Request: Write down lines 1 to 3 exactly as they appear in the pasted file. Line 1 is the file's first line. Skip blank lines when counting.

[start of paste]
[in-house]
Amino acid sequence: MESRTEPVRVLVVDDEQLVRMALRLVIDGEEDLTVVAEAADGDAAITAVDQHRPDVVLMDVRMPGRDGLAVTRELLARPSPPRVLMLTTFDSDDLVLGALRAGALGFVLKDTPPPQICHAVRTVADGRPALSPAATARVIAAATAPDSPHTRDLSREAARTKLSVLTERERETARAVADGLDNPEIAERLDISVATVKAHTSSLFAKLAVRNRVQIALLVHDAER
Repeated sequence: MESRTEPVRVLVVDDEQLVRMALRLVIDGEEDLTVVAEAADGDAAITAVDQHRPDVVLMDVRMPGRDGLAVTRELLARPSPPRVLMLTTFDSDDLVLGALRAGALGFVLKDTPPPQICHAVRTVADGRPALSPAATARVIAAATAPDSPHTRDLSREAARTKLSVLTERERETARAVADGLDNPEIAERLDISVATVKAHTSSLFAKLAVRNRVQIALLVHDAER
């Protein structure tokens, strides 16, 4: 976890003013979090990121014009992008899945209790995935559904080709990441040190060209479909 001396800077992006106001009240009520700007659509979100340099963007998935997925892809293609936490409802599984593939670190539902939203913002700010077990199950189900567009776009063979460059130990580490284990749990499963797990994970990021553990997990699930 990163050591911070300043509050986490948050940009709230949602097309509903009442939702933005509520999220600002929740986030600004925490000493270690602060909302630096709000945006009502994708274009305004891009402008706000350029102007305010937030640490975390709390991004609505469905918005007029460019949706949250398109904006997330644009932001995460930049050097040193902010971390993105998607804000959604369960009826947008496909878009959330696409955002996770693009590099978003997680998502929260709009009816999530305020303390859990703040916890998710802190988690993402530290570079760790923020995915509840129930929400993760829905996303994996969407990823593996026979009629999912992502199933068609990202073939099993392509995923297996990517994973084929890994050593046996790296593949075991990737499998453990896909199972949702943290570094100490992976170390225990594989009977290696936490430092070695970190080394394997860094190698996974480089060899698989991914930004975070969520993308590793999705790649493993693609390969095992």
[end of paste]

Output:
[in-house]
Amino acid sequence: MESRTEPVRVLVVDDEQLVRMALRLVIDGEEDLTVVAEAADGDAAITAVDQHRPDVVLMDVRMPGRDGLAVTRELLARPSPPRVLMLTTFDSDDLVLGALRAGALGFVLKDTPPPQICHAVRTVADGRPALSPAATARVIAAATAPDSPHTRDLSREAARTKLSVLTERERETARAVADGLDNPEIAERLDISVATVKAHTSSLFAKLAVRNRVQIALLVHDAER
Repeated sequence: MESRTEPVRVLVVDDEQLVRMALRLVIDGEEDLTVVAEAADGDAAITAVDQHRPDVVLMDVRMPGRDGLAVTRELLARPSPPRVLMLTTFDSDDLVLGALRAGALGFVLKDTPPPQICHAVRTVADGRPALSPAATARVIAAATAPDSPHTRDLSREAARTKLSVLTERERETARAVADGLDNPEIAERLDISVATVKAHTSSLFAKLAVRNRVQIALLVHDAER